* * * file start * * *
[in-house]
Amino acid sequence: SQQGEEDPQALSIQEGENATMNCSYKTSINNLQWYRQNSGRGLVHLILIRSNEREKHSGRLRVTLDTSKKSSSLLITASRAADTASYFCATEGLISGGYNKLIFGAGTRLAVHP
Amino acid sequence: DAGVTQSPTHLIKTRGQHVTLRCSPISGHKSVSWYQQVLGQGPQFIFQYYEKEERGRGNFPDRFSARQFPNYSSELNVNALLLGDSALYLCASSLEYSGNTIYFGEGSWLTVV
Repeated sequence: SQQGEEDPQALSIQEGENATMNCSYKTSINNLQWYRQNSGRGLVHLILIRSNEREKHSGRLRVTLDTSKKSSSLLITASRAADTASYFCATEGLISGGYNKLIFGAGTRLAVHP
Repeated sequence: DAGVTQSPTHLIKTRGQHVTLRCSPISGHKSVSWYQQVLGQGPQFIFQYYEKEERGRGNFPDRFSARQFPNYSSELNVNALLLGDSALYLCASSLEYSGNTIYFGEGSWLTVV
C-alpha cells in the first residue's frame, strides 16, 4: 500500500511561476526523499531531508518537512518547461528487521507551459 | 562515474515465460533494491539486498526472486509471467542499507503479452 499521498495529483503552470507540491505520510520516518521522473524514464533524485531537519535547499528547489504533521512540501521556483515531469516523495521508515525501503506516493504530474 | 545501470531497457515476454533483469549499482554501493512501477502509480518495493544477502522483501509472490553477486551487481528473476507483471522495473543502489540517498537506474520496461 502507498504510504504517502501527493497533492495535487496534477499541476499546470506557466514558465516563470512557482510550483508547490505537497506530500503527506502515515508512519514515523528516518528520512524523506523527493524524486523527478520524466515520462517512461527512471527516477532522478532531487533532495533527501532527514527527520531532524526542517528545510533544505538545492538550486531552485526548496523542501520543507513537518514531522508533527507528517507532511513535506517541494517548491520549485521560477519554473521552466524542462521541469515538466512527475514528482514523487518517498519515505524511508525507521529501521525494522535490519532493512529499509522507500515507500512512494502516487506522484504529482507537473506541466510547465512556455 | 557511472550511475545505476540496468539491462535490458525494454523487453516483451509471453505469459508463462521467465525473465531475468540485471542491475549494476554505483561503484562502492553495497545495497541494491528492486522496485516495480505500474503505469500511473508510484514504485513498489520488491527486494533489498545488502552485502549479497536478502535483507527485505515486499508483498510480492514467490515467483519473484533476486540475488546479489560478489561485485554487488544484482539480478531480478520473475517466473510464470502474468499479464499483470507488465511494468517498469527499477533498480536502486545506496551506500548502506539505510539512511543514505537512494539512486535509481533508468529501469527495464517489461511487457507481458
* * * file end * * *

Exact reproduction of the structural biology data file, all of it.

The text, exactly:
[in-house]
Amino acid sequence: SQQGEEDPQALSIQEGENATMNCSYKTSINNLQWYRQNSGRGLVHLILIRSNEREKHSGRLRVTLDTSKKSSSLLITASRAADTASYFCATEGLISGGYNKLIFGAGTRLAVHP
Amino acid sequence: DAGVTQSPTHLIKTRGQHVTLRCSPISGHKSVSWYQQVLGQGPQFIFQYYEKEERGRGNFPDRFSARQFPNYSSELNVNALLLGDSALYLCASSLEYSGNTIYFGEGSWLTVV
Repeated sequence: SQQGEEDPQALSIQEGENATMNCSYKTSINNLQWYRQNSGRGLVHLILIRSNEREKHSGRLRVTLDTSKKSSSLLITASRAADTASYFCATEGLISGGYNKLIFGAGTRLAVHP
Repeated sequence: DAGVTQSPTHLIKTRGQHVTLRCSPISGHKSVSWYQQVLGQGPQFIFQYYEKEERGRGNFPDRFSARQFPNYSSELNVNALLLGDSALYLCASSLEYSGNTIYFGEGSWLTVV
C-alpha cells in the first residue's frame, strides 16, 4: 500500500511561476526523499531531508518537512518547461528487521507551459 | 562515474515465460533494491539486498526472486509471467542499507503479452 499521498495529483503552470507540491505520510520516518521522473524514464533524485531537519535547499528547489504533521512540501521556483515531469516523495521508515525501503506516493504530474 | 545501470531497457515476454533483469549499482554501493512501477502509480518495493544477502522483501509472490553477486551487481528473476507483471522495473543502489540517498537506474520496461 502507498504510504504517502501527493497533492495535487496534477499541476499546470506557466514558465516563470512557482510550483508547490505537497506530500503527506502515515508512519514515523528516518528520512524523506523527493524524486523527478520524466515520462517512461527512471527516477532522478532531487533532495533527501532527514527527520531532524526542517528545510533544505538545492538550486531552485526548496523542501520543507513537518514531522508533527507528517507532511513535506517541494517548491520549485521560477519554473521552466524542462521541469515538466512527475514528482514523487518517498519515505524511508525507521529501521525494522535490519532493512529499509522507500515507500512512494502516487506522484504529482507537473506541466510547465512556455 | 557511472550511475545505476540496468539491462535490458525494454523487453516483451509471453505469459508463462521467465525473465531475468540485471542491475549494476554505483561503484562502492553495497545495497541494491528492486522496485516495480505500474503505469500511473508510484514504485513498489520488491527486494533489498545488502552485502549479497536478502535483507527485505515486499508483498510480492514467490515467483519473484533476486540475488546479489560478489561485485554487488544484482539480478531480478520473475517466473510464470502474468499479464499483470507488465511494468517498469527499477533498480536502486545506496551506500548502506539505510539512511543514505537512494539512486535509481533508468529501469527495464517489461511487457507481458